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Handyman on Call

Covering exposed rafters with plywood panels

By Peter Hotton
Globe Correspondent / April 22, 2012
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Q.I have a screened porch that has a funny ceiling: exposed rafters that are level for 12 inches at the eaves and then rising until they meet a steeper roof. What can I use to cover the rafters? I would like to use grooved unfinished 4-by-8 foot plywood paneling. Would that work, but how? How can I paint it?

PAUL MOTYKA, Acton

A. Install the paneling so that the grooves are parallel to the side walls. Cut short pieces to fit that 12-inch flat part, and then put full panels on the slanted part so the grooves line up. If the rafters are spaced properly, you will be able to nail onto the rafters, even at the edges. It should work well. The only miserable part of the project is working overhead.

But there is one important thing you have to do first: Ventilate that space between ceiling and roof. Before you put up the panels, make sure there is a 2-inch-wide screened gap in the middle of the short paneling going the full length of the room, and another gap about 6 inches from the top of the ceiling, going the full length of the room. That will allow fairly good venting.

You mention the outside has a solid color latex stain. Use that to paint the ceiling. If you have difficulty nailing well on the rafters, nail 1 x 3 strapping across the rafters, 12 inches apart. That way you can nail into the grooves for an invisible connection, and nail anywhere you please into the strapping.

Q.Water was spilled on my kitchen tile floor, and now a fungus is growing on the caulking in the 1/4-inch gaps. How can I clean it off and keep it off?

UPSET

A. What you call caulking is really grout (mortar), so here is what you can do: Use straight bleach, let it set a few minutes and scrub with a small scrub brush. Repeat as necessary. When the grout is clean, seal it with a tile sealer. Those gaps are too wide. It is best to make the gaps 1/16th or 1/8th inch wide. That way grout will not show the dirt or change. You can’t fix the present floor, but any future floor with large ceramic tiles should have those thin gaps.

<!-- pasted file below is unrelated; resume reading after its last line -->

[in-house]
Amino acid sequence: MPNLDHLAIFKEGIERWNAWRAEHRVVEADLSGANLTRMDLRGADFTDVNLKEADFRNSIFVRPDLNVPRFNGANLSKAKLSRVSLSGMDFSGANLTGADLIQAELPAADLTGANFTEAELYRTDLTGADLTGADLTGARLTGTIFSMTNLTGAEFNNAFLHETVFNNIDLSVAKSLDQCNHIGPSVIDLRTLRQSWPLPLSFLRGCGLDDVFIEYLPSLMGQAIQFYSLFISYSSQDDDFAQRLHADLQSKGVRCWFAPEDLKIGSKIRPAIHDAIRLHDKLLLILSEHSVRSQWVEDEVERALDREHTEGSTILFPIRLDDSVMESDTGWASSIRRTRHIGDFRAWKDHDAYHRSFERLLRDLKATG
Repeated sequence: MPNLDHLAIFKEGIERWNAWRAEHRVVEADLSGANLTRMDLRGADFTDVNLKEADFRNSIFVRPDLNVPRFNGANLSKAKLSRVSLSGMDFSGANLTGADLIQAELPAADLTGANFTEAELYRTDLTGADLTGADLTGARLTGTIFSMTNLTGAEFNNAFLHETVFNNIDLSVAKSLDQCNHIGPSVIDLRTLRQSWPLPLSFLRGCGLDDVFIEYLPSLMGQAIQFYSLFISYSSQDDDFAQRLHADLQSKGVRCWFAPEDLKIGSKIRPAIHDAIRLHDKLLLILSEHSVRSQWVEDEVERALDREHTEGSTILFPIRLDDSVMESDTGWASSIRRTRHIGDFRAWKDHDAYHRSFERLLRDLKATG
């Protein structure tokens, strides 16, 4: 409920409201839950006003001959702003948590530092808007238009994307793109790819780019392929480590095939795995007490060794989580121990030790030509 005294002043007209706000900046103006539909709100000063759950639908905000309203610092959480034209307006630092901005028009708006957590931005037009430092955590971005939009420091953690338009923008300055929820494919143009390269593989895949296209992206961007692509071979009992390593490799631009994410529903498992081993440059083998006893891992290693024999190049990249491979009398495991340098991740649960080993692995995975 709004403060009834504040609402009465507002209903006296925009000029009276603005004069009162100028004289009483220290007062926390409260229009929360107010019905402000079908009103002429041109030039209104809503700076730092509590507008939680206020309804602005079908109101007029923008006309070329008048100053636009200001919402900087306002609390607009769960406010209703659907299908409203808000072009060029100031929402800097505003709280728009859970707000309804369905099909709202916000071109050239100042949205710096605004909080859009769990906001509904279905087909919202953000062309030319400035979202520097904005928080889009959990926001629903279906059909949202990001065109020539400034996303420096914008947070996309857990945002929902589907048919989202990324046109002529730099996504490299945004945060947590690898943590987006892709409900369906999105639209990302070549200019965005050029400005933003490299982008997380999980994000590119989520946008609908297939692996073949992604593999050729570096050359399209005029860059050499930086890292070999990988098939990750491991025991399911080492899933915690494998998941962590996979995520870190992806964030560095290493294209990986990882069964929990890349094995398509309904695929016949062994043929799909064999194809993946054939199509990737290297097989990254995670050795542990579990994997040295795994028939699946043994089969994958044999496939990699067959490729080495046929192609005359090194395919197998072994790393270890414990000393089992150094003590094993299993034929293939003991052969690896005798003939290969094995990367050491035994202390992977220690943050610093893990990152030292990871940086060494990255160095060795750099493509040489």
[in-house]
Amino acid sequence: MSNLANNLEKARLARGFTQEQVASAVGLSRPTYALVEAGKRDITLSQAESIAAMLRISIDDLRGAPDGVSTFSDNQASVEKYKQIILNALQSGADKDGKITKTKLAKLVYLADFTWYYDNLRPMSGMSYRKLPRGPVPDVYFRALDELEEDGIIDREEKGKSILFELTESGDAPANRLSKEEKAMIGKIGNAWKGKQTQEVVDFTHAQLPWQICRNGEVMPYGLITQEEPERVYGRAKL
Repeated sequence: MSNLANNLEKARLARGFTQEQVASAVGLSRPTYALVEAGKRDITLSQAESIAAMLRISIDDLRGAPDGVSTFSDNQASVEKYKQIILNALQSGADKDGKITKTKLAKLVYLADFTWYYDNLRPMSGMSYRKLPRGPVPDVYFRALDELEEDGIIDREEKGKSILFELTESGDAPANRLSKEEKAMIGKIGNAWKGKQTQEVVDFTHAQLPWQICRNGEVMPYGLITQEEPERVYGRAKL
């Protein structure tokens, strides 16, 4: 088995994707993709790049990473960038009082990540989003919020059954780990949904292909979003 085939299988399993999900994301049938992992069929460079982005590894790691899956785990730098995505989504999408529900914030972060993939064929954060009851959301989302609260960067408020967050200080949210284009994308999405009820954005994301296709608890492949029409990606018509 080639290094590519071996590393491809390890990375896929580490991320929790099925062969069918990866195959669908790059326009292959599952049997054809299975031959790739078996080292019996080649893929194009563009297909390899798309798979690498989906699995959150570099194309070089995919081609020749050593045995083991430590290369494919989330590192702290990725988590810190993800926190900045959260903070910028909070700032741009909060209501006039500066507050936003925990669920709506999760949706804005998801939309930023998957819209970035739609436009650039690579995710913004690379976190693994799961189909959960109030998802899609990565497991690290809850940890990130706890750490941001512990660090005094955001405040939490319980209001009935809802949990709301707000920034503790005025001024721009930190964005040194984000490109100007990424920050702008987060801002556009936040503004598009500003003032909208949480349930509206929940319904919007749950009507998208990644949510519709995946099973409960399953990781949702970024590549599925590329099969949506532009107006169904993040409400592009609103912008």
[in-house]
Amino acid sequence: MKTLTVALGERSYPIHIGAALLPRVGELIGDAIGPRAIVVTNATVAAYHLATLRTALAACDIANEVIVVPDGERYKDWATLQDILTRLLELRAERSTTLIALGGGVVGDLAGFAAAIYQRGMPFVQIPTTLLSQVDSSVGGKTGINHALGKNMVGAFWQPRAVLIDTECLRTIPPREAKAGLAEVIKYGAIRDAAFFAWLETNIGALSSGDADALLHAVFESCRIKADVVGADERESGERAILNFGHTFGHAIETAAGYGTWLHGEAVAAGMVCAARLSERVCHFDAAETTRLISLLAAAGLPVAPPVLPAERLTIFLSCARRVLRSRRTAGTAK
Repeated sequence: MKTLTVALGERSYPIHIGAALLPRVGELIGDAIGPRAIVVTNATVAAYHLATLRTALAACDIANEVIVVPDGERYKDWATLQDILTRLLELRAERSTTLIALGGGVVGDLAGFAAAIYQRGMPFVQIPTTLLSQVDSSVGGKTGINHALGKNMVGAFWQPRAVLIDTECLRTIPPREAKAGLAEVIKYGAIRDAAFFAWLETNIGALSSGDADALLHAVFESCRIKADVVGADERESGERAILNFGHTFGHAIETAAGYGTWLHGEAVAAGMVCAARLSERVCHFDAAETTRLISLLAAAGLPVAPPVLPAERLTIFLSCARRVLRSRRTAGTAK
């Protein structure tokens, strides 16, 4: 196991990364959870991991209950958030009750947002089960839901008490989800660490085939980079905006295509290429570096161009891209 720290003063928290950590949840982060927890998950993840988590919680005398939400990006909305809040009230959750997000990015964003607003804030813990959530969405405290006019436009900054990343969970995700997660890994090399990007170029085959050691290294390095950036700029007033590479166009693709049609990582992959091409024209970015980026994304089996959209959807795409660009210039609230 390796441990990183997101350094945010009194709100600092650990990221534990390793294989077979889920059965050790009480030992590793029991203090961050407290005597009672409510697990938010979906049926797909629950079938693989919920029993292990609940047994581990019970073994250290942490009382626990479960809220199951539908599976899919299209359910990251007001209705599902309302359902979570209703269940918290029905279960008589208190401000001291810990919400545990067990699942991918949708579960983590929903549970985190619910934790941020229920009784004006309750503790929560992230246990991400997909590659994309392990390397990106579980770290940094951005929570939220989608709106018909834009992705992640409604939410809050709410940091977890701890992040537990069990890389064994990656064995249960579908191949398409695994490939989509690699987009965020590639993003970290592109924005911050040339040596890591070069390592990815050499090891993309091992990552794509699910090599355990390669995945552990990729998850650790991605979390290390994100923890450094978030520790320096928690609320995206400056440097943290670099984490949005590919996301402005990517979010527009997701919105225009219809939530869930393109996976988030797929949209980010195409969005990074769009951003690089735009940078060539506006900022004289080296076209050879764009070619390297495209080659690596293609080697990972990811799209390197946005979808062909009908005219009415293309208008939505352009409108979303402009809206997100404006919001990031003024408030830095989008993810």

Q.I’m thinking of putting up a fence and was told I need to call a surveyor to locate the border. Some estimates exceed $1,200. Is that the norm?

CAB, in Hotton’s chat room

A. Surveyors can be expensive, but it is their skills that are costly. One way to avoid such expense is to confer with your neighbor(s). They may be cooperative, and you can put the fence 1 foot in from the border line. But neighbors change and you might see an old curmudgeon move in and sue the skin off your hide if the fence does not “comply.’’ So, find a surveyor.

Q.I bought my house last June. Everything was OK, until I recently saw a group of small holes in the wood on the outside. I can stick the point of a ballpoint pen in the holes. What are they and what can I do?

KATHY MURRAY, Milton

A. I think they are powderpost beetles, which tunnel in the wood and kick out a very fine powder-like sawdust; hence the name. The holes are probably exit holes for the beetles, which are long gone. There are many species of powderpost beetles. They also might be the old house borer. Such beetles often come and go. Or, you can have an exterminator use various insecticides to battle the critters. Boracor (I think it is a borate or borate relative) is a common treatment. One source I found in Google said that the bug is one to fear. I personally doubt that, but if you are concerned, look up powderpost beetles in Google, or call an exterminator.

Those carpet depressions

When a caller asked last week about getting depressions out of the carpet from furniture legs, the Handyman suggested putting a wet cloth over the depression and running a hot iron over it. Works every time, but two readers e-mailed with another idea.

From Grateful Homeowner: I have had great success over the years using the following: place ice cubes on depressed area, and leave them to melt, and then let the area dry. This is often all that is required. It also works on Berber. When the ice melts, ruffle carpet fibers with fingertips if necessary. Repeat all steps if necessary

May, from Exeter, N.H. offered the same advice.

Another reader said to be careful using a hot iron on some synthetic rugs. Some synthetics will melt under a hot iron.

Q. How can I extract cat urine from a finished hardwood floor?

JOHN HAGARTY, South Medford

A. There is no sure fix for cat urine or any other kind that creates black marks. You have to sand to the bare wood, bleach the stain, and hope it will lighten up after several applications. If it does, revarnish. If it doesn’t, you have to replace the boards or put a rug over them.

Peter Hotton is also in the g section on Thursdays. He is available 1-6 p.m. Tuesdays to answer questions. Call 617-929-2930. Hotton (photton@globe.com) also chats online 2-3 p.m. Thursdays. To participate, go to www.Boston.com

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